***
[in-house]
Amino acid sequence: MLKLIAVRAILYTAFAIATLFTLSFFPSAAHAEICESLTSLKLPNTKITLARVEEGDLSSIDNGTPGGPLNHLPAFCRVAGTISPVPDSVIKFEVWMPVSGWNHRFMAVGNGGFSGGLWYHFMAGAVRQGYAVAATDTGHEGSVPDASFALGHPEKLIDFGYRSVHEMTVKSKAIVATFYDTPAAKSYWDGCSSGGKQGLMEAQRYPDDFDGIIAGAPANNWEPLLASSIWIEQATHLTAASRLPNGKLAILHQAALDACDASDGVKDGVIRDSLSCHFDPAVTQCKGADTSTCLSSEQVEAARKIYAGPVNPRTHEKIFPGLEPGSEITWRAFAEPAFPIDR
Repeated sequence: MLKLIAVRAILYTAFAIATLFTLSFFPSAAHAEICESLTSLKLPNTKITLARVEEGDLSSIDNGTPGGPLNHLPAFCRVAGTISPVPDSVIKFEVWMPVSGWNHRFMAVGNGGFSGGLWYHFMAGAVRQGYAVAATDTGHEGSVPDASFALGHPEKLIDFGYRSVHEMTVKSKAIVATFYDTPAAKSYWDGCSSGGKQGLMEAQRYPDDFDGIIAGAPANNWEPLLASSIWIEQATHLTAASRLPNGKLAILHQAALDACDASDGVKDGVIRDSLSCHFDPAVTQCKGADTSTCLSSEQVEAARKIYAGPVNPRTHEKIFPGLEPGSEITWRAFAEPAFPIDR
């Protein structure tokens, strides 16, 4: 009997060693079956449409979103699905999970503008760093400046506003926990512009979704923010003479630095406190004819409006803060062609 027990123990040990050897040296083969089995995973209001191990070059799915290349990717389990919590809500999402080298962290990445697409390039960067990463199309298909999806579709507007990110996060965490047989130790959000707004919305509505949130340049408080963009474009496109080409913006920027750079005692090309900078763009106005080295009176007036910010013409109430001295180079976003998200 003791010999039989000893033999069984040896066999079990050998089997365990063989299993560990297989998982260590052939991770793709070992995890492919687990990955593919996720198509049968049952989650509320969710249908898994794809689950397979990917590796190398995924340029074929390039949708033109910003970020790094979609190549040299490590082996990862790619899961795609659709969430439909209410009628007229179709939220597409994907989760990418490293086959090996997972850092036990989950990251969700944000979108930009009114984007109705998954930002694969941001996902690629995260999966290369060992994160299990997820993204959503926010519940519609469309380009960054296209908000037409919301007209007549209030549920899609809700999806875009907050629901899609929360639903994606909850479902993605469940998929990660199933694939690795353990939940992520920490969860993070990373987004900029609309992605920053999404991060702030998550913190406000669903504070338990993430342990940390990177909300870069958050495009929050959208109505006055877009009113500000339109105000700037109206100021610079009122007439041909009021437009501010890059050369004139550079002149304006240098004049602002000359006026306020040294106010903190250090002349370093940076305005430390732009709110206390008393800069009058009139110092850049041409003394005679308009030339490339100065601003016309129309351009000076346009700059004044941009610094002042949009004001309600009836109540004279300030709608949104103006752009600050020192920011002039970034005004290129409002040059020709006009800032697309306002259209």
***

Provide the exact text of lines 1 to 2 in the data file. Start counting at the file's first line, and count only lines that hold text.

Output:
[in-house]
Amino acid sequence: MLKLIAVRAILYTAFAIATLFTLSFFPSAAHAEICESLTSLKLPNTKITLARVEEGDLSSIDNGTPGGPLNHLPAFCRVAGTISPVPDSVIKFEVWMPVSGWNHRFMAVGNGGFSGGLWYHFMAGAVRQGYAVAATDTGHEGSVPDASFALGHPEKLIDFGYRSVHEMTVKSKAIVATFYDTPAAKSYWDGCSSGGKQGLMEAQRYPDDFDGIIAGAPANNWEPLLASSIWIEQATHLTAASRLPNGKLAILHQAALDACDASDGVKDGVIRDSLSCHFDPAVTQCKGADTSTCLSSEQVEAARKIYAGPVNPRTHEKIFPGLEPGSEITWRAFAEPAFPIDR